I lugged a heavy suitcase down the stairs, hearing some unidentifiable thuds along the way. When I looked back to investigate the source of said thuds, I discovered the following: a pair of socks, a shirt, a swimsuit, a bottle of lotion. A trail of breadcrumbs down the steps behind me.
I forgot to zip up the suitcase before I carried it downstairs. No big deal, right?
It was a mistake, a mundane, inconsequential one at that.
But without warning, this thought violently pinballed through my brainâ€”
On another occasion, I was folding laundry in the living room when I accidentally spilled a little wine on the couch. (Yes, I drink wine to make it through all the folding. Donâ€™t judge me. )
There it was againâ€”
Like a demented Sam I Am, this particular lie of shame is annoyingly persistent in my life these days.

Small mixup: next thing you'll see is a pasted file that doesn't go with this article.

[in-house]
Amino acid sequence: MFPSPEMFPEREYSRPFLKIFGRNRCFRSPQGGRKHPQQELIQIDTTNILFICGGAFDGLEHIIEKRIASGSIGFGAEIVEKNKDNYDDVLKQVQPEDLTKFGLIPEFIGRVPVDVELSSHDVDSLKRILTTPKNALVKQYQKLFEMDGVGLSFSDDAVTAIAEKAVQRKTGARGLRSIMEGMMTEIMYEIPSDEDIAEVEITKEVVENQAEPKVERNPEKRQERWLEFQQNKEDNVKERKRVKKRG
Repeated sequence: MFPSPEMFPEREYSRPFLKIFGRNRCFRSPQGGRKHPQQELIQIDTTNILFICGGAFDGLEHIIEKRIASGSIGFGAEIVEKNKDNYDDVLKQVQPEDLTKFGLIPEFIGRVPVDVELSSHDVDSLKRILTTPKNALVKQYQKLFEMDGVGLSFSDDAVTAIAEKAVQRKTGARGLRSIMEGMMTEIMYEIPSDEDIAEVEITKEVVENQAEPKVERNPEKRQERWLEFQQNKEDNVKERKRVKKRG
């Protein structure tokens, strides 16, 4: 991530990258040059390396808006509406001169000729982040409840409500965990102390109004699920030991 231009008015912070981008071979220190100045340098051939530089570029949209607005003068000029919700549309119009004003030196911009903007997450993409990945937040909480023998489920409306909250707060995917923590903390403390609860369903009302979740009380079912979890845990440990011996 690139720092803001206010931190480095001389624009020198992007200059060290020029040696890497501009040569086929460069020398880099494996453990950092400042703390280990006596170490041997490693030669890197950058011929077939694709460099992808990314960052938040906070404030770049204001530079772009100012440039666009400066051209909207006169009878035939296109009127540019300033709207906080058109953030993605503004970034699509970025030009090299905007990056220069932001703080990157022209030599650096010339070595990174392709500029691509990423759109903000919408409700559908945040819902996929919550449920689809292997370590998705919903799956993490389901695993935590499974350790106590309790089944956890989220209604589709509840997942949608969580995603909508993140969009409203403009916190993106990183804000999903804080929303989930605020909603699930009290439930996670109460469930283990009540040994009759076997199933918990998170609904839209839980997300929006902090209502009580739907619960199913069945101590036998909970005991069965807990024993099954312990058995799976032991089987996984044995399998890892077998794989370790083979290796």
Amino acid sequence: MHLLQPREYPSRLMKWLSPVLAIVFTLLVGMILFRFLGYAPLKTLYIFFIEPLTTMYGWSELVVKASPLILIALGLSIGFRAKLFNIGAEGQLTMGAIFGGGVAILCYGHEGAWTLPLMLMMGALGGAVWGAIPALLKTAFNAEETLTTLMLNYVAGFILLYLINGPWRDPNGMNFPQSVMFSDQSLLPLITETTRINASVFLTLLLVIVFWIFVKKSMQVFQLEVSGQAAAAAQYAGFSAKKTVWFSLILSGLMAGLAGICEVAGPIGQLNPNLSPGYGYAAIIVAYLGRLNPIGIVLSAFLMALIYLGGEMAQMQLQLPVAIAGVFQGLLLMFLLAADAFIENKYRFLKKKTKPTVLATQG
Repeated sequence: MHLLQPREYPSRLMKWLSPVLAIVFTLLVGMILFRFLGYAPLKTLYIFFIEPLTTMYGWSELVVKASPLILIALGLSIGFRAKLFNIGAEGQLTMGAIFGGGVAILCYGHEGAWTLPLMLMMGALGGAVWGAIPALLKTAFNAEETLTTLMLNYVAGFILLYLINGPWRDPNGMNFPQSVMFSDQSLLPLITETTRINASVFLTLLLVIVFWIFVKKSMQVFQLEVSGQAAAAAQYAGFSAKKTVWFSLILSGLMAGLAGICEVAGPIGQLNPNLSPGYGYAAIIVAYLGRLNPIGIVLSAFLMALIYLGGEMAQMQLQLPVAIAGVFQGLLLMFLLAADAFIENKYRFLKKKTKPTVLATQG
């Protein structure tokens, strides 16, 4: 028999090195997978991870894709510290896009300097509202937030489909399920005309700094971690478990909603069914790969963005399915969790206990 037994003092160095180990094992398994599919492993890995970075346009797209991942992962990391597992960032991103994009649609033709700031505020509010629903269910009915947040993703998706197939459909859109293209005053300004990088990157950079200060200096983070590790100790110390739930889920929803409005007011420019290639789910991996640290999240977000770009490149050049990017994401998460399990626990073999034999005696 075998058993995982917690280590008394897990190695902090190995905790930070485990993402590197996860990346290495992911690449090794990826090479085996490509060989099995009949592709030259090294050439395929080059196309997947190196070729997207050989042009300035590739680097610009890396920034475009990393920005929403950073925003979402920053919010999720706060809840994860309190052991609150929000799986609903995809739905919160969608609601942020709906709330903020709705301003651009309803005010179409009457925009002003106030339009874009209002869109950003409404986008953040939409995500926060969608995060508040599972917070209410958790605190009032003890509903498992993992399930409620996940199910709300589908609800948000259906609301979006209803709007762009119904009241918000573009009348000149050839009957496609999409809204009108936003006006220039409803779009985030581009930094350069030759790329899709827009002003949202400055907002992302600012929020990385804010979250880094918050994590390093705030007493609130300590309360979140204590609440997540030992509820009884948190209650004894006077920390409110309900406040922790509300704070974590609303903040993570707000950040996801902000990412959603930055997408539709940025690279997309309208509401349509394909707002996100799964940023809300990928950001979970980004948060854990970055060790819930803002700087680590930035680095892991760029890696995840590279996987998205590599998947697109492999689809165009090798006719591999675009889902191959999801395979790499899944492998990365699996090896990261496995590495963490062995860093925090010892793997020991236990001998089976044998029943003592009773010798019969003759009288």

You are dumb going down the stairs. You are dumb sitting on chairs. You are dumb here and there. You should feel ashamed everywhere.
As if my mistakes mean my insufficiency.
I feel it heavily as I attempt to finish my book on overcoming shame. Who am I to tackle such a massive topic? I must be dumb, that’s who.
C.S. Lewis said, â€œGod did not die for a man because of some value He perceived in himâ€¦He loved us not because we were lovable but because He is love.â€ (The Weight of Glory)
In the face of Shame-I-Am, I will try to remember this: I belong to the One who loves me, not because I zip up suitcases successfully, or never spill wine, or even write a perfect book.
He loves me because He can’t help but love. It’s His very being.
In Jesus, I will not feel ashamed here or there. I will not feel ashamed anywhere.
I am no longer Shame-I-Am’s.
I am I AM’s.